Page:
What is Beta HCG? Its Role in Pregnancy & Normal Beta HCG Levels
Pregnancy is an exciting, yet nerve-wrecking time in your life. Upon discovering your pregnancy, your OBGYN may ask for you to have your beta hCG levels taken via bloodwork. Beta levels rise throughout pregnancy and indicate the viability of a pregnancy.
Learning your beta levels can be scary! You go to the hospital and have a vial of blood taken. In a few hours or days, the doctor’s office calls you to tell you the results. Beta levels need to be rechecked in 48 to 72 hours to make sure they are rising. Now, you have your results, but what does all of this mean? Let’s take a look at what hCG is and what your levels mean.
What is HCG?
HCG stands for human chorionic gonadotropin, but everyone refers to it as hCG because no one can say that too fast. HCG is a hormone your body creates during pregnancy. Cells inside of the placenta form hCG, which helps the egg after fertilization and implantation.
HCG isn’t a hormone typically detectable in your body unless you are pregnant. During ovulation, your egg is ready for fertilization. Sperm fertilizes the egg, and the fertilized egg makes its way down the fallopian tubes. This process can take four to six days, despite the short length of your tubes.
After the journey, the fertilized egg arrives in your uterus, where it will implant into the walls of your uterus. It is at this time that your body starts to create HCG.
Why is HCG Important?
First, hCG is important because it is what lets you know that you are pregnant! Levels of hCG can be detected by blood typically 11 days after conception. On average, it takes 12 to 14 days after conception to determine pregnancy via a urine test. When you purchase a pregnancy test at the store, it is looking for hCG in your urine. No hCG means no positive results.
Second, a healthy pregnancy isn’t possible without hCG. This hormone maintains the pregnancy and encourages the development of the fetus. It will continue to rise until the placenta fully takes over the maintenance of the pregnancy.
Doctors also believe that hCG is responsible for nausea because it stimulates the area of the brain that triggers nausea. When hCG levels start to taper off around 12 to 16 weeks, most women notice their nausea starts to reduce. Other hormones may play a role in morning sickness as well.
Understanding the Levels of HCG
In most pregnancies, hCG levels double every 48 to 72 hours. Your levels will peak between eight and 11 weeks of pregnancy. After then, the levels start to decline and level off for the rest of your pregnancy.
There is a wide range of what is considered a normal, healthy hCG level. HCG is measured in milli-international units per milliliter (mIU/mL). A level of less than five mIU/mL is a negative result, and above 25 mIU/mL is positive. Levels between 6 and 24 mIU/mL typically require a doctor to retest to confirm a pregnancy.
Let’s take a look at the potential hCG levels in weeks from your last monthly period.
- 3 weeks: 5 – 50 mIU/mL
- 4 weeks: 5 – 426 mIU/mL
- 5 weeks: 18 – 7,340 mIU/mL
- 6 weeks: 1,080 – 56,500 mIU/mL
- 7 to 8 weeks: 7,650 – 229,000 mIU/mL
- 9 to 12 weeks: 25,700 – 288,000 mIU/mL
- 13 to 16 weeks: 13,300 – 254,000 mIU/mL
- 17 to 24 weeks: 4,060 – 165,400 mIU/mL
- 25 to 40 weeks: 3,640 – 117,000 mIU/mL
Why Does Doubling Time Matter?
Learning your hCG levels doesn’t indicate a healthy pregnancy. Conception will lead to the development of the hormone. The rate at which your levels are increasing determines whether your pregnancy is healthy or not.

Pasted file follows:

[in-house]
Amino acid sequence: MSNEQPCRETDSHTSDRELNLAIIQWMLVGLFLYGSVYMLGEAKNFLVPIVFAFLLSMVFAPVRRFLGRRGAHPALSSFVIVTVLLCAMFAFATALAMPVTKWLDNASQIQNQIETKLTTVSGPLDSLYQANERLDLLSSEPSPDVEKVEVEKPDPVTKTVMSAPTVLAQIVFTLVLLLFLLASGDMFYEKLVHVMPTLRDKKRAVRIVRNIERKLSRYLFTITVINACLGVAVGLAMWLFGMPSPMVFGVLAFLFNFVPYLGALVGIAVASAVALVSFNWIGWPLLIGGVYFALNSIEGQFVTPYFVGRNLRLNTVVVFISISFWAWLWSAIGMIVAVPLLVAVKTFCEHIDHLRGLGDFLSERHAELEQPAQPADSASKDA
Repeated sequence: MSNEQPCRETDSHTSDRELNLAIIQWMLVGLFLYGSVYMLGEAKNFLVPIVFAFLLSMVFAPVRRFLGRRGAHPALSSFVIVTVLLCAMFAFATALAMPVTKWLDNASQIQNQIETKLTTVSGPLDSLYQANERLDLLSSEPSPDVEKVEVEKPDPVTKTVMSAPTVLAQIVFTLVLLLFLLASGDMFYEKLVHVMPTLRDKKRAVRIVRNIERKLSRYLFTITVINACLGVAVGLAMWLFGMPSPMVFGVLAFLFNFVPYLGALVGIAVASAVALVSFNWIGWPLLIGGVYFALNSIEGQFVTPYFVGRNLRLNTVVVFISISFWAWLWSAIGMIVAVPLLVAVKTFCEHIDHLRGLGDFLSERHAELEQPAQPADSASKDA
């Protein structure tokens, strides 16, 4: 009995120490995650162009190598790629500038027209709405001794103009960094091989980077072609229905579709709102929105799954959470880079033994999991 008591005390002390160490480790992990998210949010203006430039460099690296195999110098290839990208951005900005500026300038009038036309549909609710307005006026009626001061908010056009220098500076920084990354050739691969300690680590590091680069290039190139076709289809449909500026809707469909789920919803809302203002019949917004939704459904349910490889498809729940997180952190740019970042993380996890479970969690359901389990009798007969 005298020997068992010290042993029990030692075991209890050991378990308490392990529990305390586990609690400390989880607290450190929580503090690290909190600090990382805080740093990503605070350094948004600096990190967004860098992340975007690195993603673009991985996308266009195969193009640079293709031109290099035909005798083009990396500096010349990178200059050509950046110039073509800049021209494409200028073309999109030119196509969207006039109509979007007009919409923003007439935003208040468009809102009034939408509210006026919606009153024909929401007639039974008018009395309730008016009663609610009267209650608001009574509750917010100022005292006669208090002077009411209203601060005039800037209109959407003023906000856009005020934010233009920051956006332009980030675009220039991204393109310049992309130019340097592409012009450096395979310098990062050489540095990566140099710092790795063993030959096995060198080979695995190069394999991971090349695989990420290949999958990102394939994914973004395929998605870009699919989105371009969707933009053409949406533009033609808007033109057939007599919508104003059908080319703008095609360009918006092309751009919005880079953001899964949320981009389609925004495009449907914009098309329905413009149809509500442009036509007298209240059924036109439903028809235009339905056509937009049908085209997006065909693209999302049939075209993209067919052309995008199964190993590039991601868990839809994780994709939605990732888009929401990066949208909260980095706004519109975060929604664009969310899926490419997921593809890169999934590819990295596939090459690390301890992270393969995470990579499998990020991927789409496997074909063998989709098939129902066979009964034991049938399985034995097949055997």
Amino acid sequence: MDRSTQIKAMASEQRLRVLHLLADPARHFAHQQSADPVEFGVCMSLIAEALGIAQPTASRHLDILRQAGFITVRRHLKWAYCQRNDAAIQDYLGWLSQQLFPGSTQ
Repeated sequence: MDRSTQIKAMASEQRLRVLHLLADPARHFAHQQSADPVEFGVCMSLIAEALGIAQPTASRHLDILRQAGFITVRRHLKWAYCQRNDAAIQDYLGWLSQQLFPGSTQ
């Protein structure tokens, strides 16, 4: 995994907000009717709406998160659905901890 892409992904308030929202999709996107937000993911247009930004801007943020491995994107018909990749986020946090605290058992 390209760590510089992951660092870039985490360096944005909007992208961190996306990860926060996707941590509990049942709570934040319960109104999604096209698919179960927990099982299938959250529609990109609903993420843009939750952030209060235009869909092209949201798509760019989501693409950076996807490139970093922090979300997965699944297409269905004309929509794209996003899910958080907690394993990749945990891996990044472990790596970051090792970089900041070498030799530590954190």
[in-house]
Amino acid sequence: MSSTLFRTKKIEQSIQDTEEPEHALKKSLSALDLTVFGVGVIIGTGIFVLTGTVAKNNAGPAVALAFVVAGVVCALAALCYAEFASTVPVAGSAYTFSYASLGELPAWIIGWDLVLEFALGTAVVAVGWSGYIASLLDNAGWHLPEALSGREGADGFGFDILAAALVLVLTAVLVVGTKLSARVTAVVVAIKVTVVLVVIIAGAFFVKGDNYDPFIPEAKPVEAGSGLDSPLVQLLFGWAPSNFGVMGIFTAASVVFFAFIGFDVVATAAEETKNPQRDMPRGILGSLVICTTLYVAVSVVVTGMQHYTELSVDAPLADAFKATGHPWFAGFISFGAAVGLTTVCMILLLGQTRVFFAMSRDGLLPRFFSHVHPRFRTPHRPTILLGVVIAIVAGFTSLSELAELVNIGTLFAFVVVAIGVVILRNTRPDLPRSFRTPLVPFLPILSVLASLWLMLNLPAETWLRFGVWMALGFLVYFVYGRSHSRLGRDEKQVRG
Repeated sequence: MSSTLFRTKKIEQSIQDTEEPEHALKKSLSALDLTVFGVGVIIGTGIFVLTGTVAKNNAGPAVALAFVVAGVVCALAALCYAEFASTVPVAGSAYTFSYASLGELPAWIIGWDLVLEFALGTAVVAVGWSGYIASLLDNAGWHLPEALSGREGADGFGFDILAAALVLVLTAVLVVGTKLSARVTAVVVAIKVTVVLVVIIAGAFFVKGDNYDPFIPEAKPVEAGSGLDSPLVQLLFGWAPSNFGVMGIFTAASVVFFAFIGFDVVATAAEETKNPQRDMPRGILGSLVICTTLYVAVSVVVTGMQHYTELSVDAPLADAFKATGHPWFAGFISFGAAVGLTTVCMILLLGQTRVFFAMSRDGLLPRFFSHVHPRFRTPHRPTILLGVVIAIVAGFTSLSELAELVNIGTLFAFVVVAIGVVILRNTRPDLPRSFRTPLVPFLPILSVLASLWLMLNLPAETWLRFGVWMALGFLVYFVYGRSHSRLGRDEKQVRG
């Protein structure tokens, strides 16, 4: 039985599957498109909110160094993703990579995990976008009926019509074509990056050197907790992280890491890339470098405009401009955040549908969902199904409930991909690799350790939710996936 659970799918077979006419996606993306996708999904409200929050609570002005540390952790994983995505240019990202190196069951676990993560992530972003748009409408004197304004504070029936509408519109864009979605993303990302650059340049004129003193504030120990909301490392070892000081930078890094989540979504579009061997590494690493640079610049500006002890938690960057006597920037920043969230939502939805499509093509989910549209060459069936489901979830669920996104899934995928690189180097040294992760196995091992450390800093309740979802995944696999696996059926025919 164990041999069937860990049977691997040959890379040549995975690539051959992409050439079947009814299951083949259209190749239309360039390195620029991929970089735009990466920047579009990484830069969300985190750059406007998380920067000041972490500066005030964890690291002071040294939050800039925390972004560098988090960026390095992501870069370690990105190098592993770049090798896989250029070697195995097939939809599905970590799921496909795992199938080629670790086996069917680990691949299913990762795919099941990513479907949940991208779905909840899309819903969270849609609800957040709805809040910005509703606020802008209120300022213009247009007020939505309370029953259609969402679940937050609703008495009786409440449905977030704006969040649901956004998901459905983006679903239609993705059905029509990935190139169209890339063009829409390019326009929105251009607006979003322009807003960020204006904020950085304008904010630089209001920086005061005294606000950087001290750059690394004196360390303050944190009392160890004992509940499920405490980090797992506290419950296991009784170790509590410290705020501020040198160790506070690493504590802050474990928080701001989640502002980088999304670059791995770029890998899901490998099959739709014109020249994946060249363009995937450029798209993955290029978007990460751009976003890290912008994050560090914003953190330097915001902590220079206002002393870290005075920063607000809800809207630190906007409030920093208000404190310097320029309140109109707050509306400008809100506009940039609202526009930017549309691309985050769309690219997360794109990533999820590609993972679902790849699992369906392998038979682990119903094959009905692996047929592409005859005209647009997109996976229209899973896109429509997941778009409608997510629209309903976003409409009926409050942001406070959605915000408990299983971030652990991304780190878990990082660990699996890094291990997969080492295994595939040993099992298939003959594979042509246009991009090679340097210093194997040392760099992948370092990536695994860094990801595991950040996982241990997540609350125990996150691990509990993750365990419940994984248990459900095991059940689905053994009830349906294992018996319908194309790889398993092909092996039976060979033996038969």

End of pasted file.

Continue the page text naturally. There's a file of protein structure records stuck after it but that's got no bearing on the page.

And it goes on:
Your doctor will want to see the levels doubled every 48 to 72 hours. That means your blood needs checked again within two to three days. As you get further along in the pregnancy, it may take 96 hours for the levels to double.
If your levels seem low, don’t worry just yet! You could have miscalculated your pregnancy, resulting in a lower number. However, low hCG levels also mean a possible miscarriage or an ectopic pregnancy. Many doctors consider a 48-hour increase of 35% to be normal!
If your levels seem rather high, you also could have miscalculated your dates, but it also could mean twins or a molar pregnancy! Yes, your doctor might be able to determine if you are having two or more babies because the levels of hormones will be higher. There will be two or more placentas creating hCG.
What Else Should You Know about HCG Levels?
Women shouldn’t obsess too much about the hCG numbers. Your pregnancy can be healthy and have a low hCG level. Pregnant women want to know everything they can; that is normal! So, here are some more facts and things to know about hCG.
- A transvaginal ultrasound should be able to show a gestational sac once the hCG levels are between 1,000 and 2,000 mIU/mL. Most doctors prefer to wait until bloodwork shows at least 2,000 before ordering an ultrasound.
- Ultrasound is more accurate for dating a pregnancy than your levels. The numbers vary so widely, so the results could be grossly inaccurate.
- Levels of 7,200 mIU/mL mean that a yolk sac should be visible. Levels greater than 10,800 mIU/mL mean an embryo with a heartbeat should be visible.
- There are two types of hCG tests. A quantitative hCG test checks the amount of hCG in your blood. A qualitative hCG test determines if there is any hormone present in your blood.
If you do experience a miscarriage, it may take four to six weeks for your hCG levels to return to normal. The time it takes depends on how far along the pregnancy was and how the loss occurred, such as a natural loss or a D&C.
Don’t Stress Over Beta HCG Levels
If your doctor orders a series of beta hCG tests, don’t stress. It is standard for many OBGYNs to order them; he doesn’t suspect something is wrong just yet. Remember that the initial level doesn’t mean your pregnancy is healthy or not. Wait for your next test or two to determine if the levels are doubling appropriately. That will let you know if you should expect a loss.